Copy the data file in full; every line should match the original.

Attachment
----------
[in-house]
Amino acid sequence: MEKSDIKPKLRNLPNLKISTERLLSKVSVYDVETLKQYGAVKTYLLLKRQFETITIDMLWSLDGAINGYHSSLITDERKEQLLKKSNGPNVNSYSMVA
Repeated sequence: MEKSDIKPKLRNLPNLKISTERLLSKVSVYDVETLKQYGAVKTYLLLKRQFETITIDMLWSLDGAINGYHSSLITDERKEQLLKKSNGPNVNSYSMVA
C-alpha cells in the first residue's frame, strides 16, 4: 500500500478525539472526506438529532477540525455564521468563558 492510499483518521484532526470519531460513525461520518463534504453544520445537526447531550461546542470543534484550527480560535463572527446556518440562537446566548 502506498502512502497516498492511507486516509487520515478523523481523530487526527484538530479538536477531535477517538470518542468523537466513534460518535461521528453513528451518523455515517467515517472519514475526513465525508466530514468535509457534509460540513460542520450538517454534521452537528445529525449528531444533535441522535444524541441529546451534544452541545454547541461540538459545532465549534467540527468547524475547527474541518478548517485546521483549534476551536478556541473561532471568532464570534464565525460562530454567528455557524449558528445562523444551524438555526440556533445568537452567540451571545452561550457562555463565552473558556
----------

[in-house]
Amino acid sequence: MEKSDIKPKLRNLPNLKISTERLLSKVSVYDVETLKQYGAVKTYLLLKRQFETITIDMLWSLDGAINGYHSSLITDERKEQLLKKSNGPNVNSYSMVA
Repeated sequence: MEKSDIKPKLRNLPNLKISTERLLSKVSVYDVETLKQYGAVKTYLLLKRQFETITIDMLWSLDGAINGYHSSLITDERKEQLLKKSNGPNVNSYSMVA
C-alpha cells in the first residue's frame, strides 16, 4: 500500500478525539472526506438529532477540525455564521468563558 492510499483518521484532526470519531460513525461520518463534504453544520445537526447531550461546542470543534484550527480560535463572527446556518440562537446566548 502506498502512502497516498492511507486516509487520515478523523481523530487526527484538530479538536477531535477517538470518542468523537466513534460518535461521528453513528451518523455515517467515517472519514475526513465525508466530514468535509457534509460540513460542520450538517454534521452537528445529525449528531444533535441522535444524541441529546451534544452541545454547541461540538459545532465549534467540527468547524475547527474541518478548517485546521483549534476551536478556541473561532471568532464570534464565525460562530454567528455557524449558528445562523444551524438555526440556533445568537452567540451571545452561550457562555463565552473558556